So, to sell you a song, they must protect it. The only protected songs the iPod will play use FairPlay, a proprietary solution. Apple has not made details of Fairplay available to others.

Real has figured out how Fairplay encrypts files. Their new software will allow you to buy a song from them and then convert it to use Fairplay so it can be played on an iPod. The Real software isn’t breaking (decrypting) Fairplay files, so it doesn’t allow protected iPod files to be used elsewhere. It doesn’t in any way change Apple’s ability to protect songs nor does it weaken the protection offered by Fairplay.

What it does do is remove Apple’s previously exclusive ability to sell protected songs to iPod users. That’s got Apple pissed off, because they want to lock users into buying from them. It’s no different than a lot of the things Microsoft does to lock in users - such as using non-standard extensions for web content so non-IE browsers don’t work. Microsoft gets (rightfully) reviled for it, Apple is getting revered.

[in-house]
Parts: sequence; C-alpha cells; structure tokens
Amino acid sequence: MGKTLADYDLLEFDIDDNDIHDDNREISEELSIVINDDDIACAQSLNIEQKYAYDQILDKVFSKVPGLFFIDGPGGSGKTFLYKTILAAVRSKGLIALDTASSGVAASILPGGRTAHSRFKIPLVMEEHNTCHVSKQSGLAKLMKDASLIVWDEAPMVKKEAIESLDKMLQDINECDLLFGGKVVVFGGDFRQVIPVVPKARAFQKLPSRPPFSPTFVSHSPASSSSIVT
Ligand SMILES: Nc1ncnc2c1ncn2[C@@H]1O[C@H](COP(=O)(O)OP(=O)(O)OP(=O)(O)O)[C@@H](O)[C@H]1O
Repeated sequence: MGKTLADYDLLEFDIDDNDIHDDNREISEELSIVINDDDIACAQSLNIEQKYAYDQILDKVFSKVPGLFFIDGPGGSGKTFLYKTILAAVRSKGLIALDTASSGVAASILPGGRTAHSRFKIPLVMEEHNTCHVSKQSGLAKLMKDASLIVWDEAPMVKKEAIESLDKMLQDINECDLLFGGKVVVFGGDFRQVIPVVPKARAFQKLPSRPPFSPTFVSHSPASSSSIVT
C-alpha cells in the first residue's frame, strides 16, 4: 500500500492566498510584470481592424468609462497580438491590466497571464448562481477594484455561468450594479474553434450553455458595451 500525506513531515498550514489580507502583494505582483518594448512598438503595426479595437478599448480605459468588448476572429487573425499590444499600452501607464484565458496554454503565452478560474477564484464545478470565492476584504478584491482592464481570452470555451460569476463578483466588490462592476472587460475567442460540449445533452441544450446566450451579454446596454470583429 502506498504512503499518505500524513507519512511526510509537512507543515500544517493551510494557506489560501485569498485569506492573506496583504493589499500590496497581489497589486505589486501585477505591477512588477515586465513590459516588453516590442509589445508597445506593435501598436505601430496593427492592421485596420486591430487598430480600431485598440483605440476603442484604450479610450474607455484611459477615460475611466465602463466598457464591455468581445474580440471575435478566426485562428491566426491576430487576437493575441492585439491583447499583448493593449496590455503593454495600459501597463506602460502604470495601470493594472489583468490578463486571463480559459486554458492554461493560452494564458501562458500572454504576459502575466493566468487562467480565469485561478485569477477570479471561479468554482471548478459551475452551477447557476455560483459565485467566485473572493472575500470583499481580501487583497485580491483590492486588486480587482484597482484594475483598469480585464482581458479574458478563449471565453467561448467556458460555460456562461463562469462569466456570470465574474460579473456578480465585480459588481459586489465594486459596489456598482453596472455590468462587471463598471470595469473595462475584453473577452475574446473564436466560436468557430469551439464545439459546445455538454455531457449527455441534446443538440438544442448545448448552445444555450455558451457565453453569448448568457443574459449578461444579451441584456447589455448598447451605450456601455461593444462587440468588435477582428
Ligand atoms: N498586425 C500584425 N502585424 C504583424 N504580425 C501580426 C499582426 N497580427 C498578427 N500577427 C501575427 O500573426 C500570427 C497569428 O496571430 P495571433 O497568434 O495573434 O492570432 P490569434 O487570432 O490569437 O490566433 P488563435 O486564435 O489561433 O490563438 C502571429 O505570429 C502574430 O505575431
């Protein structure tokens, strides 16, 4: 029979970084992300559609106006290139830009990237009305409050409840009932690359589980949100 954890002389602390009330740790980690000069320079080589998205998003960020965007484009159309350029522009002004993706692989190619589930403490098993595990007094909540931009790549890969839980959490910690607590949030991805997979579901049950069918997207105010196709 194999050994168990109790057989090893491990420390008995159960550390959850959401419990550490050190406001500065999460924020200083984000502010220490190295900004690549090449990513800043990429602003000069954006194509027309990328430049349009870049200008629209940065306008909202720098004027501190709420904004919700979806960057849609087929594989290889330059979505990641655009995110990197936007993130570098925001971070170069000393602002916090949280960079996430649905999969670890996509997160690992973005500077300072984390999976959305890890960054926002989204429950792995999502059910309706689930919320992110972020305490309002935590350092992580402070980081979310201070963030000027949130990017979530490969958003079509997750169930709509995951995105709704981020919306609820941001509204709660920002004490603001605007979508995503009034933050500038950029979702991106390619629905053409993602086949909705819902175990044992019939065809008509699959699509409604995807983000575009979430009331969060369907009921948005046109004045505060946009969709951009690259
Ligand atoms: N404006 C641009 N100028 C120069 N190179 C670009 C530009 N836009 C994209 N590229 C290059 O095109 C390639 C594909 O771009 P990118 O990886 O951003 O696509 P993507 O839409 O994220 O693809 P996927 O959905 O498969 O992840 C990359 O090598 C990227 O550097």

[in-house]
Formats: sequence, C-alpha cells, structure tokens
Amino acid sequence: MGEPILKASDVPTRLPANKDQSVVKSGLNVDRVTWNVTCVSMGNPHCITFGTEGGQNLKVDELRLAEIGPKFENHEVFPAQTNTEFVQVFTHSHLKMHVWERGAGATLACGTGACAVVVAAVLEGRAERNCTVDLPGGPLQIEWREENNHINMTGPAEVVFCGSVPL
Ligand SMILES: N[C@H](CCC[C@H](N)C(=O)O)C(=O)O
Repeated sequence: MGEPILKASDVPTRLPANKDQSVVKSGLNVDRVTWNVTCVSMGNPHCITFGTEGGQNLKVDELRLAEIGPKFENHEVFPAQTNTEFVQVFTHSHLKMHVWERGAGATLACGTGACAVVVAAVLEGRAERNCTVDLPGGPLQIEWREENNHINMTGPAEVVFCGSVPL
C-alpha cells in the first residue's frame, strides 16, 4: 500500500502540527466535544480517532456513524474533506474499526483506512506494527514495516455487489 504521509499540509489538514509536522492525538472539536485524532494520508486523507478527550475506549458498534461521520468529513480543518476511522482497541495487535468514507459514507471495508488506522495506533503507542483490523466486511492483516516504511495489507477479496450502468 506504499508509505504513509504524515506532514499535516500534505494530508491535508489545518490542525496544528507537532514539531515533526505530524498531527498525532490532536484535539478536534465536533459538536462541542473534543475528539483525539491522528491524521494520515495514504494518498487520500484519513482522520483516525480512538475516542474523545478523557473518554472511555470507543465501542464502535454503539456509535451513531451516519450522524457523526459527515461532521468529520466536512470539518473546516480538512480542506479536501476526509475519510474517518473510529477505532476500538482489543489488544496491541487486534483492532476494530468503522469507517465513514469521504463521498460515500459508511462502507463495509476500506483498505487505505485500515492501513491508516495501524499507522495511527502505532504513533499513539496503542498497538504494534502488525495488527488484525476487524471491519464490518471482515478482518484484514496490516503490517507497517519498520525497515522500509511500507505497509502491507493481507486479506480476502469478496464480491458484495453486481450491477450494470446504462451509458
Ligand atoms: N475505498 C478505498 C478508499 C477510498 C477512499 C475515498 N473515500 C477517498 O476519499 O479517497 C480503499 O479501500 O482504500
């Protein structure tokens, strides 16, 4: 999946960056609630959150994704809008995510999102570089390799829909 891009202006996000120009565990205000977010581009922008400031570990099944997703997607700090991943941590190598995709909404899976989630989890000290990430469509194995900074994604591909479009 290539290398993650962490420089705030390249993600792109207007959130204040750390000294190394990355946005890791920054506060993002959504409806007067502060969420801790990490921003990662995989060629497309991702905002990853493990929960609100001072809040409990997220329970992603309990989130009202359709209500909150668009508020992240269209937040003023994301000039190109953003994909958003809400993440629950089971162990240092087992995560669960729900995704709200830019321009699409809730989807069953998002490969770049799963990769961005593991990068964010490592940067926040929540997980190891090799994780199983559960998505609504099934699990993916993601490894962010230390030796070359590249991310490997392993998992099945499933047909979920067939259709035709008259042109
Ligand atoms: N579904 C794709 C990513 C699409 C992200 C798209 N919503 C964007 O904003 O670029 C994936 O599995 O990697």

It’s obviously the user’s choice whether they wish to buy content from Real, which apparently requires using their software in place of iTunes. The choice itself may be good or it may be bad, but it’s an additional choice available to iPod users, which is a good thing.

Posted by m.s on August 2, 2004 at 6:23 AM (PDT)

99

Right then.

So buying a protected song file from iTMS, burning it to CD and playing it when I DJ in a club is illegal, right? Because that’s not one of my 3 permitted devices?

What’s Real’s version of this? If I buy from them instead, am I legally entitled to do any more with the song than I would be with ones from Apple?